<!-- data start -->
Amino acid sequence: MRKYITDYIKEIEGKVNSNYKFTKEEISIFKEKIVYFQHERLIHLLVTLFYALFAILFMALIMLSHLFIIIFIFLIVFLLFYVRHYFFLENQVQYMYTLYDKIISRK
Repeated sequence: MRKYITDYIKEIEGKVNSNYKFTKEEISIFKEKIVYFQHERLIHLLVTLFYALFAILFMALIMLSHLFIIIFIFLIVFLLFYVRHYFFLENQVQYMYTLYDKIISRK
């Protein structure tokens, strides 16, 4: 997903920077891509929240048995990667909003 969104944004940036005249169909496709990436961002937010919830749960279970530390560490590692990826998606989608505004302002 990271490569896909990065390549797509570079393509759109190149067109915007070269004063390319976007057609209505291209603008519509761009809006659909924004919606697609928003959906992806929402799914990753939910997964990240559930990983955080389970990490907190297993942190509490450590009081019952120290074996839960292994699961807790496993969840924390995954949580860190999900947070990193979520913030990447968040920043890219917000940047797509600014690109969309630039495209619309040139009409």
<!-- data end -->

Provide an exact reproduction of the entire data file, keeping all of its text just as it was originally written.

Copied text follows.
Amino acid sequence: MRKYITDYIKEIEGKVNSNYKFTKEEISIFKEKIVYFQHERLIHLLVTLFYALFAILFMALIMLSHLFIIIFIFLIVFLLFYVRHYFFLENQVQYMYTLYDKIISRK
Repeated sequence: MRKYITDYIKEIEGKVNSNYKFTKEEISIFKEKIVYFQHERLIHLLVTLFYALFAILFMALIMLSHLFIIIFIFLIVFLLFYVRHYFFLENQVQYMYTLYDKIISRK
């Protein structure tokens, strides 16, 4: 997903920077891509929240048995990667909003 969104944004940036005249169909496709990436961002937010919830749960279970530390560490590692990826998606989608505004302002 990271490569896909990065390549797509570079393509759109190149067109915007070269004063390319976007057609209505291209603008519509761009809006659909924004919606697609928003959906992806929402799914990753939910997964990240559930990983955080389970990490907190297993942190509490450590009081019952120290074996839960292994699961807790496993969840924390995954949580860190999900947070990193979520913030990447968040920043890219917000940047797509600014690109969309630039495209619309040139009409």